Hi all!

I’m wondering the easiest way to use the arduino to control a simple electromagnet.

Thanks in advance!

A relay is basically an electromagnet, so search the forum for info on hooking up a relay and use that as a starting point.

The simplest way would probably be to use an I/O line to control a MOSFET or transistor that switches power to your electromagnet (as an I/O line by itself will probably not be able to source the current needed to drive an electromagnet.

  • Ben

Thanks for the replies guys.

I was thinking a transistor would be the easiest way to set it up.

Should I be concerned about current/heat the electromagnet will produce. I was thinking of using a 9v or a 1.5 battery which should provide enough power. I would also use an inline resistor on the digital out of the arduino before the base (1k). I’m new to microelectronics so forgive my probable newbness.

Do I need a transistor to handle up to 1amp of current? more? or will the smaller ones for 500ma etc… work? Should it have a heat sync? I don’t need the magnet to be powered for very long - like a relay, it will just need to be enough for the magnet to pull what I’m attracting to it.

Again, thanks for your help guys.


FYI there was a huge post about this about 6 months ago in the forum. if you search it with Google I think you will find some terrific information.


thanks for the feedback Daniel2,

I’ve been surfing around and found a few posts that seem applicable. The solenoid one in particular. Sure is a lot to learn, I think I’m just starting to wrap my head around this language of electronics. In some ways it is similar to programming, which I’m more familiar with.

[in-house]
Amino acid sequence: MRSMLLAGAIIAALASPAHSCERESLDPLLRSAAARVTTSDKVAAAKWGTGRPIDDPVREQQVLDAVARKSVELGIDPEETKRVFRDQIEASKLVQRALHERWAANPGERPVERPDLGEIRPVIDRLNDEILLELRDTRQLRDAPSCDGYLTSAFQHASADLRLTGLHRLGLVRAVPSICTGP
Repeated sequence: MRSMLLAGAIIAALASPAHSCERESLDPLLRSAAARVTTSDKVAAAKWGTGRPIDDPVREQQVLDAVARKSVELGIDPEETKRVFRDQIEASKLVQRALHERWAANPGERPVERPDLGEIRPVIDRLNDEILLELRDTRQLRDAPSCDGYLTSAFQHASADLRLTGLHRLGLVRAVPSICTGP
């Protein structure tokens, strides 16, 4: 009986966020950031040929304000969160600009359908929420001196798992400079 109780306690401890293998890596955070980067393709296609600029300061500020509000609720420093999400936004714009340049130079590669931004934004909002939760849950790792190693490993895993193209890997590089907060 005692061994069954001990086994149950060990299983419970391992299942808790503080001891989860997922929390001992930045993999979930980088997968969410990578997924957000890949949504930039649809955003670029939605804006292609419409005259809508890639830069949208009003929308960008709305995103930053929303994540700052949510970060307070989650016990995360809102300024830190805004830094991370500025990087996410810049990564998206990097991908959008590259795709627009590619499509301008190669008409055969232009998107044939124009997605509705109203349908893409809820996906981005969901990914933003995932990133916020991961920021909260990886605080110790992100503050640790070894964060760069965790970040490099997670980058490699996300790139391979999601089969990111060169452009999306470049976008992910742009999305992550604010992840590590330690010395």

I’m doing a project with solenoids right now and the easiest way I found to control them is by using an uln2003a transistor array. Those are gated so you get an on/off output instead of a linear output as from a regular transistor.
I advise you to test the current flowing through your solenoid first though, because the uln2003a supports max 500mA per channel. each circuit has 7 channels, so by using 2-3 channels in parallel you can get a safe 1-1.5 Amp margin.

However, you must beware of current spikes going through solenoids as they usually have high inductance. Some people might suggest to use an opto-isolator in order to protect your micro-controller but I haven’t had any problems so far.

thanks for the helpful reply,
any problem with heat with the arrays in parallel with them somewhat maxed out? or maybe you aren’t leaving them on?

Most of the stuff I’ve seen have the catch diode in parallel with the solenoid to deal with the flyback? from the solenoid. but maybe thats built into the chip. I’ve also seen capacitors in my newb search that even out voltage spikes. These were in particular being used for sensors. Could you use a capacitor to even out your voltage?

indeed an elegant solution for controlling multiple high current loads :slight_smile:


hmm, I dont know about using a capacitor, but a diode should be good I guess. I guess you can always try to check the voltage and the currents at the logical gate outputs before sticking it to the arduino.
I havent had any problems with heat sinking because my solenoid draws only 150mA in stable mode, and doesnt need to be on for very long… however, the IC heated somewhat quickly when I passed 2 Amps of current for a test, but I have never experimented with heat sinks yet :-/.

hello, i`m also experimenting with a 12v solenoid and as Handi said there is a risk of inductive current coming from the solenoid that could damage the atmega but i did not succeed in using the opto-isolator (i tried the pc817) because it did not delivered the necessary current for the solenoid to work. so i used the uln28003a darlington array instead (which is basically like the uln2003a mentioned some posts above) and my atmega is still alive.

here´s the circuit and solenoid images